With the increasing attempts to measure outcomes of care in recent years, there has been more awareness of this “quality gap,” i.e., the lack of alignment between the actual outcomes of care and what is considered to be ideal care. These quality problems have been divided into issues of medical overuse, underuse, and misuse.10 Estimates of medical overuse range as high as 20-50%, and considerable scientific evidence now exists that many surgical and medical procedures that are being done are clinically inappropriate, and that antibiotics and other medications are frequently being overprescribed.10–13
Similarly, many studies have shown substantial underuse of proven medical treatments, occurring as frequently as 50% of the time or more. These include major clinical issues such as not providing preventive treatments that have proven benefits (e.g., pneumococcal and influenza vaccinations), and not providing proven procedures and treatments (e.g., coronary angiography, and the use of aspirin or beta blockers in patients after acute myocardial infarction).14,15 While many of these studies have focused on comparisons among states or between different types of health care organizations or hospitals, the overall level of underuse has usually been more prominent than the differences in the levels of underuse among these groups.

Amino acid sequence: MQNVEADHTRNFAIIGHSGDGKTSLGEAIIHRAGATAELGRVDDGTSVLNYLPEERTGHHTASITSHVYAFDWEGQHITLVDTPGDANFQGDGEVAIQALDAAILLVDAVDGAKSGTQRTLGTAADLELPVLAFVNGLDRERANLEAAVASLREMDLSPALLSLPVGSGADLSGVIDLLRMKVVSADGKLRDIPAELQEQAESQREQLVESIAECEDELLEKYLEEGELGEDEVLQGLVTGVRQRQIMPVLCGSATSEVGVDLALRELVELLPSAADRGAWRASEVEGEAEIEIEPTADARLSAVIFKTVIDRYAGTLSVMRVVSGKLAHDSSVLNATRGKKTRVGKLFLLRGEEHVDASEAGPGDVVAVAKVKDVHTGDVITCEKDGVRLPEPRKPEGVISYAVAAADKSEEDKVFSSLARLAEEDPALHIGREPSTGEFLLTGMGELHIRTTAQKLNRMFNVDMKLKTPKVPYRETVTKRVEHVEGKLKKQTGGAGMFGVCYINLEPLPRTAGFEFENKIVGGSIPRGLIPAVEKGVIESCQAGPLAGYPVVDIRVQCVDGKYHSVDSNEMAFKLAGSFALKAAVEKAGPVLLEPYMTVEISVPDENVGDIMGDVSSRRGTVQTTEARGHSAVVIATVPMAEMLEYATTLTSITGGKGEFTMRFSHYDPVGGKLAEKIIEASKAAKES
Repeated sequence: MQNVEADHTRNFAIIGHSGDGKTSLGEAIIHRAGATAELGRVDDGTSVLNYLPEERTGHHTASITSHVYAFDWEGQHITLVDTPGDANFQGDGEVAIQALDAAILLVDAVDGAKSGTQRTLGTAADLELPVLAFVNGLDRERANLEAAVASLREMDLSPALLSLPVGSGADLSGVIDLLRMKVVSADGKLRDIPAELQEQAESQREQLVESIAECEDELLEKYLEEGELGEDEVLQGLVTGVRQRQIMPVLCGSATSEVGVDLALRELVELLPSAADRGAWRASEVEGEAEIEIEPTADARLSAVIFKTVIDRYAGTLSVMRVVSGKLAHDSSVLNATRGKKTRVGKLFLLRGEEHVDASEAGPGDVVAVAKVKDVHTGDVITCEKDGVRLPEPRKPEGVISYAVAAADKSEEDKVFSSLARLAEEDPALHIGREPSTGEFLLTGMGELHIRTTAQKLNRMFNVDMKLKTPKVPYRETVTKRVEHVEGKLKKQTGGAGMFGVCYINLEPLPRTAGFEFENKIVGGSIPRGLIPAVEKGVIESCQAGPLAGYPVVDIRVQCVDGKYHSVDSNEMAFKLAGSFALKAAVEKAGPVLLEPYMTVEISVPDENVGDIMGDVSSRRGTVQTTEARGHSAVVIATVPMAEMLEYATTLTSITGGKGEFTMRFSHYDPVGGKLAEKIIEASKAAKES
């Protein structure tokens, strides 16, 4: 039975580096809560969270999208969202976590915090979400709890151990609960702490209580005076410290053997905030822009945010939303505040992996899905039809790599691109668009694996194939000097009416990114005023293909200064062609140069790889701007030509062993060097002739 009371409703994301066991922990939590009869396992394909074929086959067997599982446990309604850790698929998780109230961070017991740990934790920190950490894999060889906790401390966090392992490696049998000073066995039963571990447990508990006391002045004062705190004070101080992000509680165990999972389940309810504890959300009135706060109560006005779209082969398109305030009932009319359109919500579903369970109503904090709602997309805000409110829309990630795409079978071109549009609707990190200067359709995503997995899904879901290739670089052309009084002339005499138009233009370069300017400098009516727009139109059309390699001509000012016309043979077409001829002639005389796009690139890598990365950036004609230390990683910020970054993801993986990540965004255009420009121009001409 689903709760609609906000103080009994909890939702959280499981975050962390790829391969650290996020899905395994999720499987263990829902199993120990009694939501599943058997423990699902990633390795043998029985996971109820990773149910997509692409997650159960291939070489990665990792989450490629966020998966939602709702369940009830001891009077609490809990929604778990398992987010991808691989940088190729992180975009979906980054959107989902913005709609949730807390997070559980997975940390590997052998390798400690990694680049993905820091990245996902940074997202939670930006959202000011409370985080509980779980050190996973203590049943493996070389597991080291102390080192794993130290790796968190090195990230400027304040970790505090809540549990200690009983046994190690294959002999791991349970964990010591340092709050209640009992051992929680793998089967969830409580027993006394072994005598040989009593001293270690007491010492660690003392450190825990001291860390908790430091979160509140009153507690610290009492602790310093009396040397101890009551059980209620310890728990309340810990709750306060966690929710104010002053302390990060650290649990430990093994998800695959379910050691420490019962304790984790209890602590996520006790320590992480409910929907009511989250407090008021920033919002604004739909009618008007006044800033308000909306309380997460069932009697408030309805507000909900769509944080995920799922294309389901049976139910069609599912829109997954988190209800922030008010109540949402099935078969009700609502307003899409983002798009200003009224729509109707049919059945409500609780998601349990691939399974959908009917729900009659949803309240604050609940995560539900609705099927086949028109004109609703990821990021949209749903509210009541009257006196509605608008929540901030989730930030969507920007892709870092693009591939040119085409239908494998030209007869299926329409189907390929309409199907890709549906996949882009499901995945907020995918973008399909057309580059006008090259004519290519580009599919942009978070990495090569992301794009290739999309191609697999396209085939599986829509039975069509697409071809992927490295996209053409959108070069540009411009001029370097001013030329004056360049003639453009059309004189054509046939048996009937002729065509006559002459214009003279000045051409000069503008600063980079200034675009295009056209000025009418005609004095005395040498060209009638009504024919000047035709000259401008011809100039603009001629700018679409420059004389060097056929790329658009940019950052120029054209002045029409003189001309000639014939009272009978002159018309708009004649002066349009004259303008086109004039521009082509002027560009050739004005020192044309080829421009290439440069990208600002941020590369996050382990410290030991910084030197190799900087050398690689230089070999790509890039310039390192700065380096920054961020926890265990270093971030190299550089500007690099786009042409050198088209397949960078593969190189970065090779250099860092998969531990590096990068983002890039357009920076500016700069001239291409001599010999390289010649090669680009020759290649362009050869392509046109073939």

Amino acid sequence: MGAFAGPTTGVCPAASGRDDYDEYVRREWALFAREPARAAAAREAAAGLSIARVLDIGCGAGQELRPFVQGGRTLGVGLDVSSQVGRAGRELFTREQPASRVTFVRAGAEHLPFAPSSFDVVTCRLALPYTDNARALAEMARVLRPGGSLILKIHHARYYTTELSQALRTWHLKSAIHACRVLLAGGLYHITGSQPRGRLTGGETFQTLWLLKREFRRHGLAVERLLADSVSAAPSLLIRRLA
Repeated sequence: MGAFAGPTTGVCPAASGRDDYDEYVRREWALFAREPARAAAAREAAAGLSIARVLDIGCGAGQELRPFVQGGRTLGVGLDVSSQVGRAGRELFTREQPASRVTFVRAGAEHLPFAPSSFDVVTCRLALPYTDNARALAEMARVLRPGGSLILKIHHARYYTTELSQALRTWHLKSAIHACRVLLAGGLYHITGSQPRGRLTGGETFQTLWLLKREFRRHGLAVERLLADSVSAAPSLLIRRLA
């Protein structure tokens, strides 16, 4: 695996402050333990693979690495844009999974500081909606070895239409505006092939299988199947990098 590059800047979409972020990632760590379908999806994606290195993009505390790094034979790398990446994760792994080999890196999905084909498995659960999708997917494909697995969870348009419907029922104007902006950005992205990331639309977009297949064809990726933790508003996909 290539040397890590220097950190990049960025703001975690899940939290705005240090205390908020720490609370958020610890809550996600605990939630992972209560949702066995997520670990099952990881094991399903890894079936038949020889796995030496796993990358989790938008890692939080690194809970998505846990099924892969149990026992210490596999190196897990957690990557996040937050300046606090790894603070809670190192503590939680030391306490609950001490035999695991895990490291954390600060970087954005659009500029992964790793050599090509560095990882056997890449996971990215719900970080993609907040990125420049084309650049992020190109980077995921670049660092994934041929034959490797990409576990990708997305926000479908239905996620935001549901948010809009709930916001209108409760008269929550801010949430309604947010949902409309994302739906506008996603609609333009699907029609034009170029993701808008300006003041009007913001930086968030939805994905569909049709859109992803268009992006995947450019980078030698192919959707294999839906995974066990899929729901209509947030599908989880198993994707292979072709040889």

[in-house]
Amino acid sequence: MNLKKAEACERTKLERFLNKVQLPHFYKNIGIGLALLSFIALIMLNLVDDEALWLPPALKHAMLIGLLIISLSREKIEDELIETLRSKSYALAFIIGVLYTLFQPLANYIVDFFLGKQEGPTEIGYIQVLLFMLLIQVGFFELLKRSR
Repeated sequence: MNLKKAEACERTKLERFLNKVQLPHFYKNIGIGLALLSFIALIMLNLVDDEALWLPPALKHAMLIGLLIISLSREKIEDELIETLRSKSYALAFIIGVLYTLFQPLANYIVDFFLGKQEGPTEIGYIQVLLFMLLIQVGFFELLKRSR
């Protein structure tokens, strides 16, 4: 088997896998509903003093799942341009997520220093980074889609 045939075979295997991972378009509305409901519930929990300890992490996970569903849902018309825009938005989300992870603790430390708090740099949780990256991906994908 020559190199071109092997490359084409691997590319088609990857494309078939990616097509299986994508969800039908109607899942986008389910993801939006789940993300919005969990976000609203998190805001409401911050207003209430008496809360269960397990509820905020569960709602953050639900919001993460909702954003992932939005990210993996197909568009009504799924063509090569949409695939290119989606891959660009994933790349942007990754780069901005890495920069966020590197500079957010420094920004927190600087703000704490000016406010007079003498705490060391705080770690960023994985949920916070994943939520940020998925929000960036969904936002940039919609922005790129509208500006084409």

Finally, and most recently, the nation's attention has been focused on the area of misuse, specifically the issues of medical errors and patient safety. The recent Institute of Medicine (IOM) report, To Err is Human, has certainly raised this level of awareness, reporting that up to 98,000 Americans die each year as a result of medical errors.16 A second IOM report on quality has just been published and provides a more comprehensive report on these issues.17
Rising Cost of Health Care